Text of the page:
It's possible to love a movie that's factually screwy. It's also possible to love a movie about unlikable people. As Chez Pazienza and I discussed on our membership-only podcast The After Party, Oliver Stone's JFK is a somewhat appropriate relative of Laura Poitras' Academy Award winning Citizenfour. Both movies possess similar levels of over-the-top conspiratorial tension; both movies are shaky on facts and context; and both movies contain absolutely riveting scenes in which a character divulges top secret information while hiding in a hotel room.
JFK is, on the other hand, historical fiction, while Citizenfour is a documentary -- a format that's supposed to be non-fiction. However, it's possible to dispute the delivery of what are comported as "facts" in either format, while admiring each movie as being significant achievements in filmmaking. In other words, it'd be naive to assume that all documentaries are unbiased and indisputably factual, even the really excellent ones.
Knowing all this, and as I mentioned last week, I loved Citizenfour. I realize the deep irony in such a review given how I've been slamming the reporting surrounding Ed Snowden since day one (I stand by all of it), as well as Glenn Greenwald's national security reporting for several years prior to that, but I tend to give filmmakers far more latitude because while documentaries can be journalism, they don't have to be held to the same standards in order to be great. First and foremost, documentary films are about storytelling. Political messages or hard news reporting are a distant second and third on the list.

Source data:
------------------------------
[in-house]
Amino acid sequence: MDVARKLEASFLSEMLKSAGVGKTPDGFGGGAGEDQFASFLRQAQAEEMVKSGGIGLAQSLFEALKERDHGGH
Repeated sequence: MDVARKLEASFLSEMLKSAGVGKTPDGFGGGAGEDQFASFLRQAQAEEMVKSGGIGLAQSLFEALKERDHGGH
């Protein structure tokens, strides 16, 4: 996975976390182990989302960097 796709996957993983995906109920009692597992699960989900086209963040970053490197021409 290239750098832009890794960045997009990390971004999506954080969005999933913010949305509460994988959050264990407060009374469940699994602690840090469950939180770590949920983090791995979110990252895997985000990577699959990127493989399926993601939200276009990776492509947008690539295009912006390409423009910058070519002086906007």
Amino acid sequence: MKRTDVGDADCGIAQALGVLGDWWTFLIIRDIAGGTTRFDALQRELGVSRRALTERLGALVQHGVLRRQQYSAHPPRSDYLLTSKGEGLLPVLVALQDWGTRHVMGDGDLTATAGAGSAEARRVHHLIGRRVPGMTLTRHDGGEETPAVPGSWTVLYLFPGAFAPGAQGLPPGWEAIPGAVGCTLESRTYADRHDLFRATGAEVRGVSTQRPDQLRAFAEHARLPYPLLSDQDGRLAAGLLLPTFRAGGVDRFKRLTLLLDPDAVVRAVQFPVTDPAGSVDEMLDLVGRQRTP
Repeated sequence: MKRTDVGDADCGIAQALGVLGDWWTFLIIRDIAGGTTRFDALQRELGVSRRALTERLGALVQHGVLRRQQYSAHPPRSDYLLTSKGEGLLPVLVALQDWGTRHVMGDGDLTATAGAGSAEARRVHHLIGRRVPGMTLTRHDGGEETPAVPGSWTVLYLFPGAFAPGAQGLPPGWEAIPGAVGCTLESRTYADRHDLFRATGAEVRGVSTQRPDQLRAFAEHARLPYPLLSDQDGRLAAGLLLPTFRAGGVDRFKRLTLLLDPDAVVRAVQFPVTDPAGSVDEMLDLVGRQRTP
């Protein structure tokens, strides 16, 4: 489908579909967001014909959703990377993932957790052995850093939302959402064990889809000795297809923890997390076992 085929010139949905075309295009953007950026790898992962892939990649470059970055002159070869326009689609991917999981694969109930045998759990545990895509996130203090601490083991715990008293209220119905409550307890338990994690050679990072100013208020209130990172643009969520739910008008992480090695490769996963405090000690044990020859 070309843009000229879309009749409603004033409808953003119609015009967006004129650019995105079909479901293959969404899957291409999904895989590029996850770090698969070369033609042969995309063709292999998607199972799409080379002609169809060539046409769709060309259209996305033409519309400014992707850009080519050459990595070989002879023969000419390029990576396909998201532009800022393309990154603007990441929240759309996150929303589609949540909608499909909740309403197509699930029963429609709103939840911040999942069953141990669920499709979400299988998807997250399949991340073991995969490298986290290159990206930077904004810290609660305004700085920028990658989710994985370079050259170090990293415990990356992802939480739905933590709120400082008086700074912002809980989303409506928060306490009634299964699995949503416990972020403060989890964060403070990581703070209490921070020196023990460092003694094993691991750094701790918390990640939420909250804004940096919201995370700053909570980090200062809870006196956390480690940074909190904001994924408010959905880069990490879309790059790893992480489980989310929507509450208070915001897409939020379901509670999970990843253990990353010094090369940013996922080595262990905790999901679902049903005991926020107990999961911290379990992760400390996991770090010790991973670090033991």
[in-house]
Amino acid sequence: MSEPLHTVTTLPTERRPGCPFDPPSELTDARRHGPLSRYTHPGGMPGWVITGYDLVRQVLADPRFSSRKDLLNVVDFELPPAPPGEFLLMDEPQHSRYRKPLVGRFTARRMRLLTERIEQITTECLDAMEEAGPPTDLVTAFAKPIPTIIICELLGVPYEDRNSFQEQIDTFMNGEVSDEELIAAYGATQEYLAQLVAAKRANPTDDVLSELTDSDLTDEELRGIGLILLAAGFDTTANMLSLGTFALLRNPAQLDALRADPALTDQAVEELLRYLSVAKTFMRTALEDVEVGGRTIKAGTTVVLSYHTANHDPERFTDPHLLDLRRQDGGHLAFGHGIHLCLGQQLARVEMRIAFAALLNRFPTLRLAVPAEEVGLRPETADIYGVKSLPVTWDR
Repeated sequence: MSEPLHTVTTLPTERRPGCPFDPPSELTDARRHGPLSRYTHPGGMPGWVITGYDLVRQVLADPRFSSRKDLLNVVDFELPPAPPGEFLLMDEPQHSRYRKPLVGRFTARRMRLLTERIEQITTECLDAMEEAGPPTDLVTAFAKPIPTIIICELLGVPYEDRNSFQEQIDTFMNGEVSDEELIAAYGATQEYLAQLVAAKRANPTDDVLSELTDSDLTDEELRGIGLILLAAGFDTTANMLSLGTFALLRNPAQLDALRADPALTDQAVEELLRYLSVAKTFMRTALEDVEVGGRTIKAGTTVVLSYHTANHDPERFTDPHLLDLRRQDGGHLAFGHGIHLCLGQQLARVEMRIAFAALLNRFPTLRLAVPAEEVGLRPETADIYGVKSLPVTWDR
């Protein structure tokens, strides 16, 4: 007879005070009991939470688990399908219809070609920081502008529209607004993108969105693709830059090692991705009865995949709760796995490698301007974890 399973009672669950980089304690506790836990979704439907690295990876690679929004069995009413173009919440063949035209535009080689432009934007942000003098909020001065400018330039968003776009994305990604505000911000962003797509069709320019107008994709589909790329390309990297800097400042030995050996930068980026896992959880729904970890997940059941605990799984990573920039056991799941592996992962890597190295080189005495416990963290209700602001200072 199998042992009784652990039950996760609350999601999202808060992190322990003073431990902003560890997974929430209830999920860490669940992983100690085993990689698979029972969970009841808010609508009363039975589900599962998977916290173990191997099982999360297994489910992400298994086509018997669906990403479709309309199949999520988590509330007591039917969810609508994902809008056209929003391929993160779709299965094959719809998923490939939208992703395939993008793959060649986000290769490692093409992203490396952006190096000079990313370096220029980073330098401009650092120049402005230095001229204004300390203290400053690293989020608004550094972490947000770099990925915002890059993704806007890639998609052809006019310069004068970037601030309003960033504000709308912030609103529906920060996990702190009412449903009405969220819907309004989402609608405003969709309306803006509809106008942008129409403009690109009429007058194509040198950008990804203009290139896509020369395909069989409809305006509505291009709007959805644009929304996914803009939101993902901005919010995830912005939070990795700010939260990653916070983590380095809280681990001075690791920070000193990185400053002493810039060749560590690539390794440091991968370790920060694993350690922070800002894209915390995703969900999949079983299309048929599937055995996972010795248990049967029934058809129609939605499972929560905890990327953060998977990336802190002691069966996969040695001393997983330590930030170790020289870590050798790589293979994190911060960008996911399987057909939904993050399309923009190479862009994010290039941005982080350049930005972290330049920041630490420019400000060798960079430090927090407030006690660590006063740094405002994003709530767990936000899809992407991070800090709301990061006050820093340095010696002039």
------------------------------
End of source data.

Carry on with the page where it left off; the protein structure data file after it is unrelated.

While the NSA and GCHQ reporting in The Guardian and The Intercept were based almost exclusively on the Snowden documents, Citizenfour is a documentary about Snowden more than anything or anyone else. Indeed, the movie is named after him, not NSA or GCHQ. It's not called... CONTINUE READING